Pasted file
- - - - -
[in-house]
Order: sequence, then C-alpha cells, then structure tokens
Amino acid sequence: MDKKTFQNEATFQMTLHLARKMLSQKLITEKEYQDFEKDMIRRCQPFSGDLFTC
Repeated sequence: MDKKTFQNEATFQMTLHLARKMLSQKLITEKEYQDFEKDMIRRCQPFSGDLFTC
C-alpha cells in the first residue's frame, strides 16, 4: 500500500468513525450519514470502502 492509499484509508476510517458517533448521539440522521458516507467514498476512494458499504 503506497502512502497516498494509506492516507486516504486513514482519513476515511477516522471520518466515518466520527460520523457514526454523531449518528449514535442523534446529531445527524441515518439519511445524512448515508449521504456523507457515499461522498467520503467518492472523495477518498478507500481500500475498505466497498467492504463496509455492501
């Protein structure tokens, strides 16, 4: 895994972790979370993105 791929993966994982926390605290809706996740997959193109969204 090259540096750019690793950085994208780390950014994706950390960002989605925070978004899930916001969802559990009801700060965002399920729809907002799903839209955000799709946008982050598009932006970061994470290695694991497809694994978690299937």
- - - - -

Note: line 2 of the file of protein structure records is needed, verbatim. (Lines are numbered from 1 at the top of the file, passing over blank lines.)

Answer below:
Order: sequence, then C-alpha cells, then structure tokens